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The Todd Nance Interview Series: Volume 2

Todd Nance Interview Series: Volume 2
December 29, 2009
By James Calemine

So, at the end of 2009 it was time again for Widespread Panic drummer Todd Nance and I to continue our ongoing Interview Series. This interview took place during the evening of December 29 after the band finished rehearsing for the next two evening’s New Year’s performances in Atlanta.

I met Todd back in the early 90s when I lived with Danny and Eric of Bloodkin in the Daville Apartments off Grady Avenue in Athens. Todd used to stop by and hang out with us. Back then we talked, laughed, played music and kept the same hours that cemented our friendship.

Now, years later, Todd’s band exists as a major-league rock and roll machine. Todd always makes sure to shine a light on his friends in one way or another. His generosity is well known among his circle of friends. What music fans should realize is besides being one of this generation’s most talented drummers, Todd is also an accomplished songwriter and guitarist. In Volume 2 of our Interview Series, I ask Todd about the NYE shows, Panic’s new studio album, the recent passing of Vic Chesnutt his sideband The Romper Stompers.


James Calemine: So, you guys were rehearsing for these New Year’s shows today?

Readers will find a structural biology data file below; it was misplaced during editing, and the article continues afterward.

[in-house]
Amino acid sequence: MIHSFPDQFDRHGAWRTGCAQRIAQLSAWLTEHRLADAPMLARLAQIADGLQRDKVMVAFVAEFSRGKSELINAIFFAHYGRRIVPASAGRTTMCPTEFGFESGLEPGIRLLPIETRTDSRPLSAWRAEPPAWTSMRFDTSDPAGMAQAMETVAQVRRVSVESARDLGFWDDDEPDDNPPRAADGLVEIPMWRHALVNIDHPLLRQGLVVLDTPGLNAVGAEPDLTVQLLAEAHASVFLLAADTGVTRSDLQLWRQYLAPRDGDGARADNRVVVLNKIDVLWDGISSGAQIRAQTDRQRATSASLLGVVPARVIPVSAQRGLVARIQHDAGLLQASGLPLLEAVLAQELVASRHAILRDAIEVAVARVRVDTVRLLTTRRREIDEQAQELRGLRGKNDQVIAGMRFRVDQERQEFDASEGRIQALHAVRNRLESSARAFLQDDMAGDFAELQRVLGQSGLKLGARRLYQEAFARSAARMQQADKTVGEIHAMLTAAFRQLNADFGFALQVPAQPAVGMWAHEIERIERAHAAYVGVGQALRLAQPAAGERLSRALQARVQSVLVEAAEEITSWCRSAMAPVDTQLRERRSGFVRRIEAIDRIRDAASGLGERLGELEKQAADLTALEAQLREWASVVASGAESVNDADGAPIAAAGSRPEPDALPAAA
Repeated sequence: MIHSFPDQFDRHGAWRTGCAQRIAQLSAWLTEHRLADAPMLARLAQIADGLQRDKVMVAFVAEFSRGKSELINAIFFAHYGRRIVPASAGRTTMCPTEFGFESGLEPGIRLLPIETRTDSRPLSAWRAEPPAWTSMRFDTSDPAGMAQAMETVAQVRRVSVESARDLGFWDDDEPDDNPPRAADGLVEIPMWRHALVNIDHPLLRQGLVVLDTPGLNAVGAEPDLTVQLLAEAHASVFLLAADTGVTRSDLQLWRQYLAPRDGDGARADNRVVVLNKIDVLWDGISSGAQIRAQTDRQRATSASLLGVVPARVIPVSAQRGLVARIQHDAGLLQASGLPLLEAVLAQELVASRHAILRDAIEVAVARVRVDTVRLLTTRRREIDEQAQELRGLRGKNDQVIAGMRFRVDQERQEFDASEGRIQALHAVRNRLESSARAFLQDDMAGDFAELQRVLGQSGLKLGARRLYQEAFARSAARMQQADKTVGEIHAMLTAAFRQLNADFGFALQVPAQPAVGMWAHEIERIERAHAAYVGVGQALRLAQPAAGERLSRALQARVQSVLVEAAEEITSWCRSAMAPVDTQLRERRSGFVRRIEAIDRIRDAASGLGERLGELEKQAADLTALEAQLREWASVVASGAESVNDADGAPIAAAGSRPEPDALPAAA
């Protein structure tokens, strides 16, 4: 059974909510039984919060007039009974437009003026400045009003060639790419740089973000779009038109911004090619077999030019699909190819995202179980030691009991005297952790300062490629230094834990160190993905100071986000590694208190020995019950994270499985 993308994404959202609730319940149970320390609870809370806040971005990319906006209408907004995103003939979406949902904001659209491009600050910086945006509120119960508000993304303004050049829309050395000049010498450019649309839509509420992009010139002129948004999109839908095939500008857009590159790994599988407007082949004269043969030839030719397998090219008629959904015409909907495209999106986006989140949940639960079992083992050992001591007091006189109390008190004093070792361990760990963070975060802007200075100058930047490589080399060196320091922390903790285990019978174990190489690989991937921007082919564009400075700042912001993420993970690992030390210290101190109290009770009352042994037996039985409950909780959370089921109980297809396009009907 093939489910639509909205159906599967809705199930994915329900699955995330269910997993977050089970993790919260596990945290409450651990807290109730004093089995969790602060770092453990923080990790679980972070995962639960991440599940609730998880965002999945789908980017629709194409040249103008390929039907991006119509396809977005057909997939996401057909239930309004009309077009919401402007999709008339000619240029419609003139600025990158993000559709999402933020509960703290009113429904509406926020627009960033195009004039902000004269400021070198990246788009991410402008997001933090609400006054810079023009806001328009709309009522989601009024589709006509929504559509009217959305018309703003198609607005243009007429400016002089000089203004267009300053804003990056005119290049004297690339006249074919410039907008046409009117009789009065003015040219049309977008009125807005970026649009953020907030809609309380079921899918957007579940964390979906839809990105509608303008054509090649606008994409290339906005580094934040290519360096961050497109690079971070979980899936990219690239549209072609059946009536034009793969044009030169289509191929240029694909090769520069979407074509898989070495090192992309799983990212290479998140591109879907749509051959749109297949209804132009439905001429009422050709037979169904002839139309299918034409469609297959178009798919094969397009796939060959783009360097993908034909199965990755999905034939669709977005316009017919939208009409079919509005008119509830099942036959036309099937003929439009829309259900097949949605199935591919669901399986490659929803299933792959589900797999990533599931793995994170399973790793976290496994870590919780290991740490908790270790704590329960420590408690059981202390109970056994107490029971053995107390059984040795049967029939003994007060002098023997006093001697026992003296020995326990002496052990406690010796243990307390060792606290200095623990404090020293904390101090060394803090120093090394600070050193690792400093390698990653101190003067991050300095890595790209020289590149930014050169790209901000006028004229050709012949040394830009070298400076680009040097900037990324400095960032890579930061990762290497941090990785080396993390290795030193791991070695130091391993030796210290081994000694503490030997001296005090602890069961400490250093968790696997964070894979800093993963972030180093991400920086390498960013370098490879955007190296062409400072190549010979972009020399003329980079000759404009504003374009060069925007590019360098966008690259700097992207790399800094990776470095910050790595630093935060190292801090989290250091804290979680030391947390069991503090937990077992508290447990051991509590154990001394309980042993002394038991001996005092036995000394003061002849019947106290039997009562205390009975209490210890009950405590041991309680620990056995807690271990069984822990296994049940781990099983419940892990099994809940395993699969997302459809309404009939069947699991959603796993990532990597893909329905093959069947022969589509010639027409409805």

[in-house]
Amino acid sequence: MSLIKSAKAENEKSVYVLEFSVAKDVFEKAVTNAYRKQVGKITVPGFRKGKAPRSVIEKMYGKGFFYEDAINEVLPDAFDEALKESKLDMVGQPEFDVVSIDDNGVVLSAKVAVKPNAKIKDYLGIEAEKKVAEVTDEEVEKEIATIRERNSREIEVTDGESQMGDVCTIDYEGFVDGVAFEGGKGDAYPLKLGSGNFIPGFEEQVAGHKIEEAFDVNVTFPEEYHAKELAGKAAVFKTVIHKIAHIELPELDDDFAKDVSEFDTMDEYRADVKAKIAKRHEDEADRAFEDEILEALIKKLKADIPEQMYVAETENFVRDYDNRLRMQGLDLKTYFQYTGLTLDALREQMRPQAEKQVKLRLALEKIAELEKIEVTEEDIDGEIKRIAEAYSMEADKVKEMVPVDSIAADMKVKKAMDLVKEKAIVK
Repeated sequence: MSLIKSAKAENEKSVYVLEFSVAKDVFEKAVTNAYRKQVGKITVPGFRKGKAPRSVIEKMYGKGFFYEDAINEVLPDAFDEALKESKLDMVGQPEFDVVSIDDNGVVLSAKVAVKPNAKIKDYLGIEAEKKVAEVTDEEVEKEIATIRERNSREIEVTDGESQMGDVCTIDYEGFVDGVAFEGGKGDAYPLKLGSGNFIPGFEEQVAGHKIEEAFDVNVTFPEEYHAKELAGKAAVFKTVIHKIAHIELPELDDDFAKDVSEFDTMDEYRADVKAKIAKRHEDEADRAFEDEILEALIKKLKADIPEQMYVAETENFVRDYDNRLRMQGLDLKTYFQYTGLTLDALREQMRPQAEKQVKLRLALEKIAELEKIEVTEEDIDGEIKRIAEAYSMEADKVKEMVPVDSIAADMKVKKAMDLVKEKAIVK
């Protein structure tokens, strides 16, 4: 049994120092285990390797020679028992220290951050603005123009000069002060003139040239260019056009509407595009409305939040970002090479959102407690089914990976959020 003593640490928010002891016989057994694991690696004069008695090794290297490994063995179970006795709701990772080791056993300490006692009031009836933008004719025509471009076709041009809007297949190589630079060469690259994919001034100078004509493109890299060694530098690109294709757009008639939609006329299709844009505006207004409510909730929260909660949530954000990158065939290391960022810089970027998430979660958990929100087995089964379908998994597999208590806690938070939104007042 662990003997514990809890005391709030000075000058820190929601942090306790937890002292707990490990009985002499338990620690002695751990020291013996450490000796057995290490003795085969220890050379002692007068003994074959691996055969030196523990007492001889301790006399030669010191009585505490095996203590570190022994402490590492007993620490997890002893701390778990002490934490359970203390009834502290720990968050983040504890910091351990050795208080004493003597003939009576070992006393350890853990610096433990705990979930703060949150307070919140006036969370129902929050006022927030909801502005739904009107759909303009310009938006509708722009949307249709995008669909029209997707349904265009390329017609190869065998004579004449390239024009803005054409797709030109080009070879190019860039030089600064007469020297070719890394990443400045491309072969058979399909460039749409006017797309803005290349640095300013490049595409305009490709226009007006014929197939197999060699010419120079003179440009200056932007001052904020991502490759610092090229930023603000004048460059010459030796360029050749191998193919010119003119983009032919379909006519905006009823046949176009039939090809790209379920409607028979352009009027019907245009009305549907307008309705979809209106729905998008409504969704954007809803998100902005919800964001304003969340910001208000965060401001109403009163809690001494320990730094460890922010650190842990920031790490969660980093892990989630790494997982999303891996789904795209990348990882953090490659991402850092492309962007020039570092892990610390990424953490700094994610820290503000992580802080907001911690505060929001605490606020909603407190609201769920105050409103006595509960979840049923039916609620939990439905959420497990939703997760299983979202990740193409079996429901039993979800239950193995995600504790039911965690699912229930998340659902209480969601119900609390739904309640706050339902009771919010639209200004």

Todd Nance: Yeah, we ran through some stuff today for the New Year. We had the guests come in today.

JC: I know who they are, but I don’t want to spoil it for everyone…so maybe I’ll hold the interview back for a few days.

Todd Nance: Yeah, that might be best. Yeah, we’re having some guests and we’re piecing it all together…there’s about four or five guests.

JC: Can you talk about the new Widespread record y’all are about to start recording?

TN: I can a little bit. In January we’re going back into the studio to work on songs and record.

JC: I saw the date today for the New Orleans show, which is April 29, 2010. So, I’m sure y’all won’t fool around long on the recording process. Y’all never really drag that out too long.

TN: You’re right. As a matter of fact, we’ve got a tight little schedule. We’ll start back with some shows in April and then probably be in full force by May or June.

JC: So, less than a week since he died, I’ve got to get you to talk about Vic Chesnutt. I’m sure you have many memories of him. Today I was watching The Earth Will Swallow You, and there’s that part in there with Vic talking about how he first got hooked up with you guys. Then I think y’all played “My Last Act”…

TN: Man, I love that song. I came home after the funeral and watched that same scene James, I sure did…

JC: I transcribed it…

TN: We were fortunate enough to make two records with Vic—the Brute records. He played on one of the Barbara Cue records. Most everyone in Barbara Cue has backed him up one time or another. I’m sure William Tonks would have a line on most of those recordings.